Tuesday, January 21, 2020


School and fostering are sometimes uncomfortable partners in fostering.

Generally speaking most children don't want to go to school. I get that, but have to sit on it because it's our job as parents to get them there, and it's double our job as foster parents.

When I say 'I get that' I mean I get they don't want to go because I never wanted to go to school myself. Nor did any of my friends. The journey to school could be ok if you hooked up with friends and there'd always be some fun before registration. After that you think of nothing more than the next playtime, then lunchtime, then best of all the final bell and all of us pouring out into the street, free again.

I did alright at school too, got a few exam certificates. But it didn't feel like fair exchange. My own children dragged their feet every morning. Foster children find it even harder, and we sometimes find it impossible to get them there. 

Schools have their targets these days, and the easier it is to measure something the easier it is to set a lofty target and point to a number as the be all and end all of the argument.

More then once I've wanted to say to schools "Ok, you want him at your door at 8.30am every morning, how about you take your turn persuading him, see you at our house 7.00am tomorrow morning".

Getting our foster children to school can feel like you're driving a wedge between yourself and the child and that could damage the other work you need to do with them; establish trust and mutuality so you can help them move forward through a difficult time of their life.

I've made a good case plenty of times that children in care should have different attendance targets than standard pupils and I'm never convinced about the replies which include "it's important that when they are at school they are seen as no different from everyone else".

I've even been heard to say "It's more important that she keeps her act together than that she knows where Berlin is." I've even been heard to mutter "What's more important; that he doesn't become neurotic or that he can spell neurotic?"

My nadir with school and attendance was as follows;

A girl came to stay with us who justifiably had various issues, she was bullied and a bully for one.

I asked to see her head to discuss attendance, and an appointment was fixed for 9.00am. I took the girl.

We were shown to the office and sat outside, the clock struck 9.00. No head. At ten past nine she appeared and said that the school attendance officer had asked to attend the meeting and we should wait for her to arrive. She showed up at 9.25. We went into the head's office, the head sat herself at her desk, turned to the girl and said something like "The first thing we have to talk about is your problem with punctuality".

Leaving aside the fact that I had called the meeting, so should have been invited to set the agenda, or at least asked why I called the meeting, yeah…leaving that aside, where oh where on earth other than in a school head's office would someone get away with being twenty five minutes late and then chew off a person who was on time for punctuality issues.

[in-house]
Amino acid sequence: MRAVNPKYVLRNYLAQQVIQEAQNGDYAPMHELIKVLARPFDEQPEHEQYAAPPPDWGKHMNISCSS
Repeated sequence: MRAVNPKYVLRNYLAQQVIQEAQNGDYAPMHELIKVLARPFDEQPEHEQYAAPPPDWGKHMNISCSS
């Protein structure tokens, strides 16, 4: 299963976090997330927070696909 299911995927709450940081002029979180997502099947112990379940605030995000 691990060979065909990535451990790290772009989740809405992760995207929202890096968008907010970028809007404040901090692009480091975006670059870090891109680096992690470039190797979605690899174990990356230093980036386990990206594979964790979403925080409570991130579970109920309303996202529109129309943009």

I was so keen to get something out of the meeting that I didn't say a word, but at the bottom end of schools, that's what can happen (Ofsted failed them BTW).

Then at the other end of schools you can get this;

I was pushing a trolley round the supermarket and thought the woman browsing the veg with a teenage girl at her elbow looked familiar. She was, she was the Senco (Special Education Needs Coordinator) at one of the schools a foster child of mine had attended about six years ago. I said hello.

First thing she said to me? First question she asked? I'll tell you;

"How's Jake doing? What's his news? Is he still painting? Does he still like art?"

You know that teacher is in the right job, not surprising that school got an Excellent from Ofsted.

 So I guess school and fostering can be uncomfortable partners, it can also be a match made in heaven

Tuesday, January 07, 2020


One of our fostering friends has just had a very interesting thing happen, she doesn't mind if I share it with sympathetic friends (that's you dear reader, by the way), she doesn't know I write a secret blog about fostering, but I'll make sure to be discreet.

She's an interesting recruit to fostering is Dawn. She's single, never married or had children of her own. She told me she was worried that being single and childless would stand against her when she applied to foster, but Blue Sky and local authorities take applicants on merit. Anyone who's interested should apply, no matter what your background is; they can only say no thanks at worst. It's true some people aren't suitable. I always remember hearing about the gentleman applicant who owned ten snakes, two tarantulas and had a bearded lizard running loose in his flat.

Dawn is very human, down to earth, quite well organised (she chose to box up her collection of porcelain figurines and store them safely in the attic before her first placement arrived).

I first got chatting to her at a Blue Sky support meeting one time, we had a few laughs - foster carers share a lot of dark (and light) humour - and swapped phone numbers.

I probably only see her half a dozen times a year at meetings and training sessions, although not long ago she and her new man, a lovely person called Terry, came round to ours for a curry. Long story short they ended up getting a cab home and coming back in the morning for their car. I hadn't laughed so much for a long time, all about fostering.

So Dawn texted me the morning after New Year's Eve and asked me to call her, so I did.

This is what she told me;

She and Terry (BTW he's been DBS-checked etc) are caring for a slightly frail and frightened 16 year old lad whose family has broken up badly. His dad is serving time for a repeat crime of no little violence. His mum is a chronic alcoholic and drug addict. The dad's crime was committed against the mum, the lad was in the house while it was happening.